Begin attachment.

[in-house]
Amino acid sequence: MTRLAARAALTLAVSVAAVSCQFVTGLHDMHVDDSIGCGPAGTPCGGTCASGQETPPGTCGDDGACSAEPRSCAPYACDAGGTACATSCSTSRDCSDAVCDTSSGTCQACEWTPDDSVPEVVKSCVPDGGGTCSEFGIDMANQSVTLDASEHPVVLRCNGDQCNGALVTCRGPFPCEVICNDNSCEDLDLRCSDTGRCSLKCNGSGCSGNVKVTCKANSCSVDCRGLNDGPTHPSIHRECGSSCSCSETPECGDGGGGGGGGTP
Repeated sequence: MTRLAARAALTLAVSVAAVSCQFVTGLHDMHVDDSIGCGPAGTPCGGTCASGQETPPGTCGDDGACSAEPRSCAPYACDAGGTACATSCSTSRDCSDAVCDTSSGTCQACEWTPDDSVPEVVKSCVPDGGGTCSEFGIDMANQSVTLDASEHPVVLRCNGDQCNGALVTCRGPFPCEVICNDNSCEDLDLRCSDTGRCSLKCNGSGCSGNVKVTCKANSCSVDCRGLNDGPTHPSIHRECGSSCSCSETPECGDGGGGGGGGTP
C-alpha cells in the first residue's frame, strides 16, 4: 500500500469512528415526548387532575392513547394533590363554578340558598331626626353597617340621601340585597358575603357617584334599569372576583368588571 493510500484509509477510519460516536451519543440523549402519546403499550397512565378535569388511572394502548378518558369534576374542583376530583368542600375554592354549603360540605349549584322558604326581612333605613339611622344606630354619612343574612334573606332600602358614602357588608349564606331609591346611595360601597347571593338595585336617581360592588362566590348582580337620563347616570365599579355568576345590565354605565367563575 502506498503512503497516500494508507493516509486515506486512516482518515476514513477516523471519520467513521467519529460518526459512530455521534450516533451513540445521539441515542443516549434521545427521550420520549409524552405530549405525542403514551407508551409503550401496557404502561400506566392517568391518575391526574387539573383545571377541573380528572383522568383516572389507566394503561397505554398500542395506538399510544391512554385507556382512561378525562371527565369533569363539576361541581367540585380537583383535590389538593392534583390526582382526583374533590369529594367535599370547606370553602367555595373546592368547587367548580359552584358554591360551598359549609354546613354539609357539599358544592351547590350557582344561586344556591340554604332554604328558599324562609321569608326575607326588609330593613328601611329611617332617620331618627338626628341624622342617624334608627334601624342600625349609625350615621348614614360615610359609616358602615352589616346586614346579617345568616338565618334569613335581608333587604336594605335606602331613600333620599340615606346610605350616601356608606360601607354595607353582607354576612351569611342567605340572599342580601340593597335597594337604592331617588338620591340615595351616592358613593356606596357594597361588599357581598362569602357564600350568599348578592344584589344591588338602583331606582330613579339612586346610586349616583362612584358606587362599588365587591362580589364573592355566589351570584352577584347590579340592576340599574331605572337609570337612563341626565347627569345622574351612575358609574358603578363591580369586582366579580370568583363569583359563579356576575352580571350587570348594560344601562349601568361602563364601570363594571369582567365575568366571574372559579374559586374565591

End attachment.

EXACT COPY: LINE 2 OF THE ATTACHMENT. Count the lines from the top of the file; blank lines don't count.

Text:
Amino acid sequence: MTRLAARAALTLAVSVAAVSCQFVTGLHDMHVDDSIGCGPAGTPCGGTCASGQETPPGTCGDDGACSAEPRSCAPYACDAGGTACATSCSTSRDCSDAVCDTSSGTCQACEWTPDDSVPEVVKSCVPDGGGTCSEFGIDMANQSVTLDASEHPVVLRCNGDQCNGALVTCRGPFPCEVICNDNSCEDLDLRCSDTGRCSLKCNGSGCSGNVKVTCKANSCSVDCRGLNDGPTHPSIHRECGSSCSCSETPECGDGGGGGGGGTP